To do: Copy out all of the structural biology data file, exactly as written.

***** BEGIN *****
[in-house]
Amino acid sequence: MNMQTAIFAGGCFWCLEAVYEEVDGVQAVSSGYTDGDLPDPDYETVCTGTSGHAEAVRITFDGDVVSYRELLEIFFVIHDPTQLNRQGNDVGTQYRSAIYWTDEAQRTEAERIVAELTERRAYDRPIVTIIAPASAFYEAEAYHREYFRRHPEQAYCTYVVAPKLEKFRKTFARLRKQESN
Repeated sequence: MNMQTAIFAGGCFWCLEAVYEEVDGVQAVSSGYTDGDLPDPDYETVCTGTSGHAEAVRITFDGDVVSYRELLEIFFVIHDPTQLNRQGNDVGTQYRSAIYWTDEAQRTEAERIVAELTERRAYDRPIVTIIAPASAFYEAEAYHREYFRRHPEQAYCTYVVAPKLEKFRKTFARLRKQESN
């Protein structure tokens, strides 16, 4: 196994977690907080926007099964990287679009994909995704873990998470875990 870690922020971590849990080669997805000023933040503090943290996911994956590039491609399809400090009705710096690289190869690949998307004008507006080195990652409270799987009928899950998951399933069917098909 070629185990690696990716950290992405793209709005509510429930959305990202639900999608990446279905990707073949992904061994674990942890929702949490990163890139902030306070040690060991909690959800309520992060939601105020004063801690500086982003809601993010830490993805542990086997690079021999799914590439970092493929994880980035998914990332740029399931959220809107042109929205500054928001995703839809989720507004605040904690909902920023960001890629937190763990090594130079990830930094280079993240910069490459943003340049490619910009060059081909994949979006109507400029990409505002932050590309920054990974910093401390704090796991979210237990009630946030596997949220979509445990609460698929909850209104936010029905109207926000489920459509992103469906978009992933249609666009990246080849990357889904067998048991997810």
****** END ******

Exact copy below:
[in-house]
Amino acid sequence: MNMQTAIFAGGCFWCLEAVYEEVDGVQAVSSGYTDGDLPDPDYETVCTGTSGHAEAVRITFDGDVVSYRELLEIFFVIHDPTQLNRQGNDVGTQYRSAIYWTDEAQRTEAERIVAELTERRAYDRPIVTIIAPASAFYEAEAYHREYFRRHPEQAYCTYVVAPKLEKFRKTFARLRKQESN
Repeated sequence: MNMQTAIFAGGCFWCLEAVYEEVDGVQAVSSGYTDGDLPDPDYETVCTGTSGHAEAVRITFDGDVVSYRELLEIFFVIHDPTQLNRQGNDVGTQYRSAIYWTDEAQRTEAERIVAELTERRAYDRPIVTIIAPASAFYEAEAYHREYFRRHPEQAYCTYVVAPKLEKFRKTFARLRKQESN
């Protein structure tokens, strides 16, 4: 196994977690907080926007099964990287679009994909995704873990998470875990 870690922020971590849990080669997805000023933040503090943290996911994956590039491609399809400090009705710096690289190869690949998307004008507006080195990652409270799987009928899950998951399933069917098909 070629185990690696990716950290992405793209709005509510429930959305990202639900999608990446279905990707073949992904061994674990942890929702949490990163890139902030306070040690060991909690959800309520992060939601105020004063801690500086982003809601993010830490993805542990086997690079021999799914590439970092493929994880980035998914990332740029399931959220809107042109929205500054928001995703839809989720507004605040904690909902920023960001890629937190763990090594130079990830930094280079993240910069490459943003340049490619910009060059081909994949979006109507400029990409505002932050590309920054990974910093401390704090796991979210237990009630946030596997949220979509445990609460698929909850209104936010029905109207926000489920459509992103469906978009992933249609666009990246080849990357889904067998048991997810």